The Niger Delta, spanning 70,000 square kilometers – equivalent to 7.5 percent of Nigeria’s total land mass – is home to 20 million people. In the Niger Delta, amidst the wild lands and individuals, 2.7 million barrels of oil are extracted per day. One government agency, the Nigerian National Petroleum Corporation (NNPC), collects data and reports the amounts of petroleum jettisoned into the environment.
The NNPC places the petroleum quantity spilled at 2,300 cubic meters, averaging 300 individual annual spills. Nigerian federal government figures estimate more than 7,000 oil spill incidents between 1970 and 2000. Between nine million and 13 million barrels have been spilled in the Niger Delta since 1958. Despite this data, the World Bank argues that the exact quantity of petroleum may actually be 10 times greater, as oil spill incidents may not always be reported.
Technology such as BIOCLEAN, provided by The U.S. nonprofit Sustainability International, is making cleaning the Niger Delta easier and more efficient. BIOCLEAN restores contaminated sites and decontaminates in less than 30 days with one application. Chinyere Nnadi is the founder of Sustainability International; motivated by the success of new technology, he has collaborated with the Blockchain for Social Impact Coalition (BSIC). BSIC develops and implements solutions that can address social and environmental challenges. Blockchain-based solutions track transactions such as votes casted in elections and raw material sourcing.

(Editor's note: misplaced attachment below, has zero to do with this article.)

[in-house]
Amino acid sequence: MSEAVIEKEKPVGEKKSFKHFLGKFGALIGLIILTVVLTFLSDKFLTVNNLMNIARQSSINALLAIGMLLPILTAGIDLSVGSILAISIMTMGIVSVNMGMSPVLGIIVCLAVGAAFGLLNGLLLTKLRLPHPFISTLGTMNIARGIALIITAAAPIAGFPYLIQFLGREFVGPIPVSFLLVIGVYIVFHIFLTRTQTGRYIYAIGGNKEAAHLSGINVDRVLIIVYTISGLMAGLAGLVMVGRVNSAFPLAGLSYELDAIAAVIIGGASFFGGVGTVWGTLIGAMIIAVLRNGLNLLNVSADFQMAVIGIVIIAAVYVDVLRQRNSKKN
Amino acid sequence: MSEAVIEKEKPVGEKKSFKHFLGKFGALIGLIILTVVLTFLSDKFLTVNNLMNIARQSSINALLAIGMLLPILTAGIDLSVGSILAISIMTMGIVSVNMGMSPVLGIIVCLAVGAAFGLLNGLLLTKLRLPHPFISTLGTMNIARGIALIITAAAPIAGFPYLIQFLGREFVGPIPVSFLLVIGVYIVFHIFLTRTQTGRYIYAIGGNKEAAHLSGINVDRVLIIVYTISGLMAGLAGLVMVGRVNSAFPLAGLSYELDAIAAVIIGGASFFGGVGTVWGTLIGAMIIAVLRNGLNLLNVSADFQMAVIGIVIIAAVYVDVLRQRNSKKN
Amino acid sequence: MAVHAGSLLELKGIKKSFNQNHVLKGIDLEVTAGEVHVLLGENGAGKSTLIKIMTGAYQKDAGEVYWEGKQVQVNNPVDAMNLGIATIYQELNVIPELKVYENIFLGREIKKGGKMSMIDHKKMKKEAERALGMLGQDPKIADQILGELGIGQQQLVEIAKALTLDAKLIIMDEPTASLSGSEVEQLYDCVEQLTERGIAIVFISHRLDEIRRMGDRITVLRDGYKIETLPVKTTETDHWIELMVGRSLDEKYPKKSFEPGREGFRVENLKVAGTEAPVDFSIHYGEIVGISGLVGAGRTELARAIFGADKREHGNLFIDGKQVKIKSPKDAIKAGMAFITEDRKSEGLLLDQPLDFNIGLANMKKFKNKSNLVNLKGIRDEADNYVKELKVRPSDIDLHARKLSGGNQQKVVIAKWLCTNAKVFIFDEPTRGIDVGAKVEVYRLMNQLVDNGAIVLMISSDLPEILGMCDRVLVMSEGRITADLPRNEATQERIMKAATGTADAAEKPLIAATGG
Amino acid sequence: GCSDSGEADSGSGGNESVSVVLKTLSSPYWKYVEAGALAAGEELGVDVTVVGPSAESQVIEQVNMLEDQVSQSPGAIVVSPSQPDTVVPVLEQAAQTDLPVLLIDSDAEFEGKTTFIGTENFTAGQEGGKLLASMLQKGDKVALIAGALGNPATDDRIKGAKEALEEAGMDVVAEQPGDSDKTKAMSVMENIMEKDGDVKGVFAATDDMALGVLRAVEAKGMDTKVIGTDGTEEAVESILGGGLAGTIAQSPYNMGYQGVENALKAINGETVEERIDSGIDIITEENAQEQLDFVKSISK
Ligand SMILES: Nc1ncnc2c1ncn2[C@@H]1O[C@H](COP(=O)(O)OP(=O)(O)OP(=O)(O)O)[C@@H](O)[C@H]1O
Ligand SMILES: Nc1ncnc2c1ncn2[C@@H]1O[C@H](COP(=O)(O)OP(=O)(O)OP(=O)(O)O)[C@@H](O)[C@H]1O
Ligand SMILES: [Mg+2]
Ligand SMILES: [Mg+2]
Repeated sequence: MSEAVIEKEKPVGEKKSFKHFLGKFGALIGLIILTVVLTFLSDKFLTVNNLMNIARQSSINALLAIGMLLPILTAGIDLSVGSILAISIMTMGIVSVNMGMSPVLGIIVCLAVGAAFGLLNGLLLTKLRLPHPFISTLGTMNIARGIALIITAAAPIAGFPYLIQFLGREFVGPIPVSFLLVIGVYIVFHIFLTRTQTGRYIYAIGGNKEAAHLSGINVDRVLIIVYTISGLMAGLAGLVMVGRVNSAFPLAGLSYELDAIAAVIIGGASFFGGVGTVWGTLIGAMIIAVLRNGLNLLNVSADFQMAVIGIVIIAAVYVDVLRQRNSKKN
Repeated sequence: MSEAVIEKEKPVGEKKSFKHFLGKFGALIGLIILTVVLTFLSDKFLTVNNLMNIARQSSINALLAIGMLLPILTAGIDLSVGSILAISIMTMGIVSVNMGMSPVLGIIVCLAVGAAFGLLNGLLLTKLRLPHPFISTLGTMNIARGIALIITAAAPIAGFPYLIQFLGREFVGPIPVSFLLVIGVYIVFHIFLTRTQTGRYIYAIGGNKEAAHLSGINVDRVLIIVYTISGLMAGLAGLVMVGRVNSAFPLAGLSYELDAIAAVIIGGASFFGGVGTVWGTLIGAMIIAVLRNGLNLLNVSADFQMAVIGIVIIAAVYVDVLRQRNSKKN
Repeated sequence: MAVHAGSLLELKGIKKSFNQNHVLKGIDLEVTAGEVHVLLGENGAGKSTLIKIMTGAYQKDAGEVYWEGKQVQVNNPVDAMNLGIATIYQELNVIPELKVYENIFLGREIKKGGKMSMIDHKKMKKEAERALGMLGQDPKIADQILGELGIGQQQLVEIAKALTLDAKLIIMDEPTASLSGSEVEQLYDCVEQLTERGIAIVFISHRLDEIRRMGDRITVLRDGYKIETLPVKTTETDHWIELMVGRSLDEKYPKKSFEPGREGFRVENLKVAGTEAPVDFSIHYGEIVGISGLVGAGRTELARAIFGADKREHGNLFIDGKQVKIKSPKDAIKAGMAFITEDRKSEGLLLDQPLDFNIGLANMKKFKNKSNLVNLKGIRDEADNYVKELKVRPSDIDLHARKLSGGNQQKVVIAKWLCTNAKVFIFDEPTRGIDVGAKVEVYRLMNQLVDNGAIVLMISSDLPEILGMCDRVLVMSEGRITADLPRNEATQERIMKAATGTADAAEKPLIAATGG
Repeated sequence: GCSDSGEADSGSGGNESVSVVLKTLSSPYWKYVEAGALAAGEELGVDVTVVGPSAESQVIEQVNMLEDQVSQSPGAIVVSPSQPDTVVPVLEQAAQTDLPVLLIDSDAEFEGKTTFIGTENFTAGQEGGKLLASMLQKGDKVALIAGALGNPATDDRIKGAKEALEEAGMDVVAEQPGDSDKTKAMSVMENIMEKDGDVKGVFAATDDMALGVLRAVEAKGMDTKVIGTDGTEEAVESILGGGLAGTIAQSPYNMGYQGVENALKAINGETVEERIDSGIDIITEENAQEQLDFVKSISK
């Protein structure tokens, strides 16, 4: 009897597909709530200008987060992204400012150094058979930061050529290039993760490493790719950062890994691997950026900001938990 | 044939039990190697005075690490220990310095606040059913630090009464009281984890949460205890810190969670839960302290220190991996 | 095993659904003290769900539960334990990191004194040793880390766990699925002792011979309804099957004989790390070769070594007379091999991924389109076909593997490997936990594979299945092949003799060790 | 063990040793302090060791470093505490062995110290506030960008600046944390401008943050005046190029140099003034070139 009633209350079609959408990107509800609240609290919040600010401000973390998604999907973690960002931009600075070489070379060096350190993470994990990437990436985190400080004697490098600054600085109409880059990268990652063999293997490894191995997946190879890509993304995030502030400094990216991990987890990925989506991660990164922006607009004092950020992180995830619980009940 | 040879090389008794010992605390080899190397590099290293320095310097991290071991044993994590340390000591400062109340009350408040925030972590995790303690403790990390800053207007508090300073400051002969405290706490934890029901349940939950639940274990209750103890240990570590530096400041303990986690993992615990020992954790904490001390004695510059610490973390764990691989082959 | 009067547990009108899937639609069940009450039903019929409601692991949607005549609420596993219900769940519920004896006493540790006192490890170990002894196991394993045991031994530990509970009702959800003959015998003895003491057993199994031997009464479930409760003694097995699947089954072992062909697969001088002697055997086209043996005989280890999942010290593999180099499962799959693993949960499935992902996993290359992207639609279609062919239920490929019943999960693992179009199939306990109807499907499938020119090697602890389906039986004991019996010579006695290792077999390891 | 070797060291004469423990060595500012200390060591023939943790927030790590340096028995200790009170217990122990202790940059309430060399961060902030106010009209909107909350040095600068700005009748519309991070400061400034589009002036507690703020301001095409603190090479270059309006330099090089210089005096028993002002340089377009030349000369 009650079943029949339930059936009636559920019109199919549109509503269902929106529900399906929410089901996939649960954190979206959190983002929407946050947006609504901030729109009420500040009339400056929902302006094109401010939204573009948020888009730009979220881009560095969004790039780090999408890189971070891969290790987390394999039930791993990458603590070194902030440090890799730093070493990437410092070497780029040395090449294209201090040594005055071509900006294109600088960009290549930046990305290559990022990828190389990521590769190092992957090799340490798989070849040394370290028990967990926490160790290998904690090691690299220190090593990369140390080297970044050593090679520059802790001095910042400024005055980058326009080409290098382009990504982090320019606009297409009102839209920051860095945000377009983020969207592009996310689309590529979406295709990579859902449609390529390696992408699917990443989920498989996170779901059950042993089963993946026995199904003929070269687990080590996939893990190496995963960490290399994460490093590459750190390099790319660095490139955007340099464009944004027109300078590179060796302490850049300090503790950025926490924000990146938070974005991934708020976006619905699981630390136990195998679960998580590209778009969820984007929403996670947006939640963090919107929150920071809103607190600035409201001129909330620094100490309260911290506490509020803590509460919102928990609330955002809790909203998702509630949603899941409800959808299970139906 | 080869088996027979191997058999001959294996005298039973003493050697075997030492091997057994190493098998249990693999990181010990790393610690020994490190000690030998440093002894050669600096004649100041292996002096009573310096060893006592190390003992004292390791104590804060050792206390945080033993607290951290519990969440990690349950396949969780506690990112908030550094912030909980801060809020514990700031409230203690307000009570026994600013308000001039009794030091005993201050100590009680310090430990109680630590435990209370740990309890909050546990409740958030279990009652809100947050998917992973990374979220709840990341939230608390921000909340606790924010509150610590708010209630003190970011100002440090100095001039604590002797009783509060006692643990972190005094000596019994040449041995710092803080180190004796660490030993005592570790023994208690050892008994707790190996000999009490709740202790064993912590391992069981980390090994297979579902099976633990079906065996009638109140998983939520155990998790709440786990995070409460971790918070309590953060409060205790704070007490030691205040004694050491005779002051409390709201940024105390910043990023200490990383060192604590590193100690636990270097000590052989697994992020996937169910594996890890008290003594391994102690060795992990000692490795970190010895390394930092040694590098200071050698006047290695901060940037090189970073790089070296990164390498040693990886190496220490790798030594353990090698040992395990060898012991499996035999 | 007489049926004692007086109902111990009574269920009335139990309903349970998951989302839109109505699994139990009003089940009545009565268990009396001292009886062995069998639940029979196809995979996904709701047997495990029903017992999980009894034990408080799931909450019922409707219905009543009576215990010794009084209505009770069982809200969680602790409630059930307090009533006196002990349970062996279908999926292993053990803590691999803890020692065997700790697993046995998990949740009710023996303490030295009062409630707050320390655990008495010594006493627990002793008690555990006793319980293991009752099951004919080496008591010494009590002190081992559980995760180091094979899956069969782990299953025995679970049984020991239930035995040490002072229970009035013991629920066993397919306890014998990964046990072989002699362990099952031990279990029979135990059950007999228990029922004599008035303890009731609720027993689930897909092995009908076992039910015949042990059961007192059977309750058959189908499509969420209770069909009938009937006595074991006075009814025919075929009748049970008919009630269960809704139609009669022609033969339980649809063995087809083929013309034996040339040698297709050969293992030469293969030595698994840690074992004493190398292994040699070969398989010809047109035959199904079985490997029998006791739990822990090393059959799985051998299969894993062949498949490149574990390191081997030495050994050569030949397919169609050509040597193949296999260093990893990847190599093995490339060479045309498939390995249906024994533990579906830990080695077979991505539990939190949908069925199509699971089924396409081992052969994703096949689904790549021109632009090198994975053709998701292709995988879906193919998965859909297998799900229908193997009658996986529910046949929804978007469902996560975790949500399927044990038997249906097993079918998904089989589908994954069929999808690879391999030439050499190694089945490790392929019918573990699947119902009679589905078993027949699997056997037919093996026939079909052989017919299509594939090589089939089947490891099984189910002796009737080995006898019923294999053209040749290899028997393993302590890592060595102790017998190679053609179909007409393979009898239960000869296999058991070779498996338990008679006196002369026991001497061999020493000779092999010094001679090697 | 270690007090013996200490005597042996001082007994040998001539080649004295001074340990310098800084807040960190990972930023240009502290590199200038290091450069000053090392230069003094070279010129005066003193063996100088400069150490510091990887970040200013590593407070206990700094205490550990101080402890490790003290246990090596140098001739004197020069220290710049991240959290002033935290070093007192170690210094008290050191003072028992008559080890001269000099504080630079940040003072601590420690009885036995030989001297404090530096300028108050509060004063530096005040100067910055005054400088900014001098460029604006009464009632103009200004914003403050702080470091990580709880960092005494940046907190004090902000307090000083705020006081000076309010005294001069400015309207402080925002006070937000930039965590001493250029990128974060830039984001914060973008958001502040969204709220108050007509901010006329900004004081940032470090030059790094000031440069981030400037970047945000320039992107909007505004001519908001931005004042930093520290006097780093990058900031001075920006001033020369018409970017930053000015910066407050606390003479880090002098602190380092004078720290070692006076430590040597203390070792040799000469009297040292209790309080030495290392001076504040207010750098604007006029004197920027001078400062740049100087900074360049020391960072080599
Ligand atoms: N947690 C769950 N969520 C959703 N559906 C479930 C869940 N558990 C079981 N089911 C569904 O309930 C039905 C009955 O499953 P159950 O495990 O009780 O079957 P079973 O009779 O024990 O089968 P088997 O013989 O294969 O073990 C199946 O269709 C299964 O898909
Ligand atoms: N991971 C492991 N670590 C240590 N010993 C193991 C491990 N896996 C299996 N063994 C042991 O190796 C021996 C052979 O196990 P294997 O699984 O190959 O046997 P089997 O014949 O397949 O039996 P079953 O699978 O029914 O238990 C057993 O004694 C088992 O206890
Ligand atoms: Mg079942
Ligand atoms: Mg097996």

Alongside the efforts of nonprofits such as Sustainability International, the one billion dollar clean-up plan signed last year by Nigerian president Muhammadu Buhari, continues along. The plan was devised by the collaboration of UN engineers, oil companies and the Nigerian government. As a part of this plan, factories are built to process and clean tens of thousands of tonnes of contaminated soil. In addition to cleaning, the plan mandates a mass replanting of mangroves.
The Niger Delta has endured years and years of environmental damage. The uncountable amounts of oil spilled may seem as dark and gloomy as the substance itself; however, innovation and environmental sustainability will lead to the eventual clean-up of the Niger Delta. If current efforts are able to continue making progress, it is possible the Niger Delta will be cleaned in less than 25 years, with all the swamps, creeks, fishing grounds and mangroves restored.
– Yosef Mahmoud